Another bridge builder worth mentioning and listing in the Bridge Builder’s Directory is a company based in Council Bluffs, Iowa named Raymond and Campbell. While only one bridge example remains which is credited to the name of the firm, multiple newspaper sources claimed that dozens of bridges were built by this company during the last two decades of the 19th century, with more claimed to have been built by the company’s primary agent, George C. Wise, who later established his own business with his brothers. This included the bridges in Jackson County, Minnesota, one of the bridge builders’ primary customers. According to research done by the author for a bridge book on this topic, from 1883 until 1907, between 10 and 17 bridges were credited to the company’s name and to that of George C. Wise. This includes all but four crossings along the West Branch of the Des Moines river as well as those along the Little Sioux River. By 1955, all of them were replaced with current structures.
Yet the question we still have is what other counties and states did Raymond and Campbell do business with and how many bridges were built? Before opening the question for forum and adding some examples to this article, let’s have a look at the history of the company and its primary agent, George C. Wise:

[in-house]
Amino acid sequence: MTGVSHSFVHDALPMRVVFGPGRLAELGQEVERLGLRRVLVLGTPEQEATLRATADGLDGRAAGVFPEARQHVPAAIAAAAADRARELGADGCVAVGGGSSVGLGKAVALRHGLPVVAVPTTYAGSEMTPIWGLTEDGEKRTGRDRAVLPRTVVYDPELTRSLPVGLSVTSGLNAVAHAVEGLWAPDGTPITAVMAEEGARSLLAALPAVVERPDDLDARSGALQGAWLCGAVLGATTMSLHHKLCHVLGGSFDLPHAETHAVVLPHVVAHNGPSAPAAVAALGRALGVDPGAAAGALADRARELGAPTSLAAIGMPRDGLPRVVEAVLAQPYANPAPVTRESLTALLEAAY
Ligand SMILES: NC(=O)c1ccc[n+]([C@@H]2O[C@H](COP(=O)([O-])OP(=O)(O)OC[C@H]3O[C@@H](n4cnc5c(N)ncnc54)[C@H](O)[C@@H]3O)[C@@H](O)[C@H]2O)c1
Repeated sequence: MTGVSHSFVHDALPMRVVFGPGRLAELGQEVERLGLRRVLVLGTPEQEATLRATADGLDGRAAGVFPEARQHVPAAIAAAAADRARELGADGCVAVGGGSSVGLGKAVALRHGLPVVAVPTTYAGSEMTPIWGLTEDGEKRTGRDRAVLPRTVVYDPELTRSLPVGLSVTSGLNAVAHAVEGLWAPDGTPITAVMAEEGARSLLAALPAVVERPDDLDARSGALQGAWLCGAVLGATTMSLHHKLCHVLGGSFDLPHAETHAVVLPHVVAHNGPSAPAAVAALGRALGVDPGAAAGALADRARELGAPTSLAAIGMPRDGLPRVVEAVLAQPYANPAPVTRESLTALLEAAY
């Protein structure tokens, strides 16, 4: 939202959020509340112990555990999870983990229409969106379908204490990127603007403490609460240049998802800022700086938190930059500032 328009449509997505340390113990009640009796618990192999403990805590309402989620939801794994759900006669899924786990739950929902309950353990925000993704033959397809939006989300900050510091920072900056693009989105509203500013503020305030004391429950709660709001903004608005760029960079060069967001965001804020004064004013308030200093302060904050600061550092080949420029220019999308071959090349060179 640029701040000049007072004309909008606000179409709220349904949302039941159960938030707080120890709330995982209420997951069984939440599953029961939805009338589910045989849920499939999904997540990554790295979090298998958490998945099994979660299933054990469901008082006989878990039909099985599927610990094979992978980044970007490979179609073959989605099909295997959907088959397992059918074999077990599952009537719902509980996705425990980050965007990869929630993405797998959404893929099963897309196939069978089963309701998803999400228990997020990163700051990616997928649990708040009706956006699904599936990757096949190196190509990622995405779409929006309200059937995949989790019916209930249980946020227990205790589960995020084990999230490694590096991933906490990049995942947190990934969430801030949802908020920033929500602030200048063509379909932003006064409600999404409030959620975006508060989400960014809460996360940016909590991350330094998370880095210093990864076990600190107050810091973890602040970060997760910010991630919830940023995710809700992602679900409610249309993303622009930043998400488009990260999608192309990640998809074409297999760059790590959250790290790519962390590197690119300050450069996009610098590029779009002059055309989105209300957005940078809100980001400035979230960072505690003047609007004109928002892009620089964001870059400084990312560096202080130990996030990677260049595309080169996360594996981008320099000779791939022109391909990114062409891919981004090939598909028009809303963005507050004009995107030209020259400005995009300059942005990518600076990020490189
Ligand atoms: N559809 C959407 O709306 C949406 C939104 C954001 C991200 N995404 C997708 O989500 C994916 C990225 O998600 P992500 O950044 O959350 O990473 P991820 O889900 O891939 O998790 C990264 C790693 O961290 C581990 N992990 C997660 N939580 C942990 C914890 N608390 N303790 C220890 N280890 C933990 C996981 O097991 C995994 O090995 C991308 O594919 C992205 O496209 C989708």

Little has been written about the company partly because there are only a few records of its existence. However, the company was unique for the founders originated from the northern third of North America and migrated to Iowa to make their living there. E.W. Raymond (1842-?) originated from Lockport, NY and made his way down through Illinois, before settling in Council Bluffs in 1868. Charles Edward Henry Campbell (1850-1902) was a Canadian from Prince Edward Island, who immigrated to the US in 1867, eventually settling down in Omaha, located across the Missouri River from Council Bluffs. Together, the gentlemen founded the bridge building company in September 1874. It is unknown how long the company stayed in business, except the fact that Raymond and Campbell, during the 1880s, had employed about 50 workers and made over $200,000 worth of business. Apart from Mr. Wise, Raymond and Campbell did have an agent for a short time, who would later reach his fame in bridge building through constructing magnificent bridges and patenting his own truss bridge design. That gentleman was John Alexander Low Waddell, and much of his work still exists today. (Click on this link to see his profile)